I am very sure most of you have wondered aloud that short questions more times than usual.
Whether you’re reading for an assignment, studying for a n exam or reading for pleasure, drowsiness or that sleepy feeling can throw off your concentration. It’s natural for your eyelids to grow heavy when you’re sitting still — even more so if the material you’re reading isn’t very interesting. Learning how to stay awake while you read helps you get to the end of the book efficiently and remember what you read.
The Reason You Feel Sleepy While Reading
Not everyone gets sleepy while reading and, of those who do, not everyone gets sleepy for the same reason. Experts believe there are a variety of reasons why people might get sleepy while reading.
The act of reading requires regular eye movement as your eyes follow the words across the page. It also requires brain power as your brain interprets the letters your eyes see and converts them into meaningful words, sentences, and paragraphs. As your brain works hard and your eye muscles tire, it’s only natural that they would need rest, leading to eyes slowly closing and sleep taking over.
If you’re already sleepy, staying awake to read is more of a challenge than normal. Our natural patterns of sleepiness and alertness, known as circadian rhythms, play a role in timing your reading assignments. Your body naturally gets sleepy between midnight and 7 a.m., with another sleepy period mid-afternoon. You’re more likely to feel alert between 6 and 11 p.m., according to the National Institutes of Health. Since not everyone’s circadian rhythms are the same, you should tune in to your body’s specific rhythms to identify your alert times. When possible, time your reading to when you’re alert.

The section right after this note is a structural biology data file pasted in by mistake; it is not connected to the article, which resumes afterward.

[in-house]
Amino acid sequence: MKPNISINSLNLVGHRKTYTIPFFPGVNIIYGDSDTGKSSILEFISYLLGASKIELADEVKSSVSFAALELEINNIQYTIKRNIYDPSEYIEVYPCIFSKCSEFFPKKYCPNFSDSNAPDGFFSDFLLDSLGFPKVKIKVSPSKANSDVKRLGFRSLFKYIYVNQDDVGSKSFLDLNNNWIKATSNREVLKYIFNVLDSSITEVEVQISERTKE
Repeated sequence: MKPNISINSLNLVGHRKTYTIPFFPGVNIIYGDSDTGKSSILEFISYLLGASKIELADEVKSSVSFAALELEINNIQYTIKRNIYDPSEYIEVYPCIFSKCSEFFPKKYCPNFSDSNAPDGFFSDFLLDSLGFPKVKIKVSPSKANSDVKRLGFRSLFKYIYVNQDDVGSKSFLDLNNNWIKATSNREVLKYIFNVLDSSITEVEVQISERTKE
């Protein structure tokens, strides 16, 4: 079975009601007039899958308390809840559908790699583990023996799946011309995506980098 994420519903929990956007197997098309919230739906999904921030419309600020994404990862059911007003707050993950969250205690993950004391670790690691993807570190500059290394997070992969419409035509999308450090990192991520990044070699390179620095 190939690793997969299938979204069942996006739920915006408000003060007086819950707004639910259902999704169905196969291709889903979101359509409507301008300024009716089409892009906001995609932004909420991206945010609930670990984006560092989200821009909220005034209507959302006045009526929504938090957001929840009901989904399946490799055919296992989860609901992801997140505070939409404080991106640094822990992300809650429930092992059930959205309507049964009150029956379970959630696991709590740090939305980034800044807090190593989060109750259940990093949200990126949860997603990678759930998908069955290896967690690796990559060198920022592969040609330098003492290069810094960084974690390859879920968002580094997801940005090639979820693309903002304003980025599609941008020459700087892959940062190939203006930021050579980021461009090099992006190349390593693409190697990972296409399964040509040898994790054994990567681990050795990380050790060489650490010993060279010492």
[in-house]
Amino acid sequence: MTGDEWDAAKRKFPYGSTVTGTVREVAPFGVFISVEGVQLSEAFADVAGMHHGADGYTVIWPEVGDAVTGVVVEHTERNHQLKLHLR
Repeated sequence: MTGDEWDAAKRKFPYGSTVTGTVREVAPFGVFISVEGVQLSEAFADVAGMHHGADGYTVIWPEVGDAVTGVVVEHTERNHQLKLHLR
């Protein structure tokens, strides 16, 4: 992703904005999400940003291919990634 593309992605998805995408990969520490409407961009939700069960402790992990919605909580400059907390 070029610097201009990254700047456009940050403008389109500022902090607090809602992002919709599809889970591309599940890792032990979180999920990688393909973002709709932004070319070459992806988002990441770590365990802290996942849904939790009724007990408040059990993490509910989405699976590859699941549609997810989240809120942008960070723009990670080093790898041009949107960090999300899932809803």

The environment is a factor in how alert you stay when you read. If you curl up in bed with your book, you’re more likely to fall asleep. Choose a spot with bright lighting so you can focus on the words and aren’t lulled by dark. Find a spot comfortable enough for you to focus, but not so comfy that you doze off. A quiet spot outdoors gives you fresh air to keep you alert, and may help you focus. Others might find the outdoors too distracting. Test different reading spots to find one with minimal distractions that also allows you to stay awake.
Go Beyond Reading
For a school assignment, getting actively involved in the reading can help you stay awake. Instead of just reading the material, take notes as you go. The physical action of writing the notes can help you stay awake. The notes also give you a reference for studying later, and may help you better remember the material. You also keep your brain engaged by focusing on the material to pick out the key points for the notes.
Sitting in one spot reading for too long increases your chances of falling asleep. If you give yourself plenty of time to complete a reading assignment, you can break it into smaller chunks. Take frequent breaks to energize yourself. Instead of using the breaks to check your phone or stare at a screen, get up and move around. Go for a quick walk or do a few exercises. The break from one continuous focus also takes some of the strain off of your eyes. Deep breaths can also increase your energy by increasing your blood oxygen. Schedule regular breaks during your reading . If you notice yourself getting drowsy, take an unscheduled break to energize your body.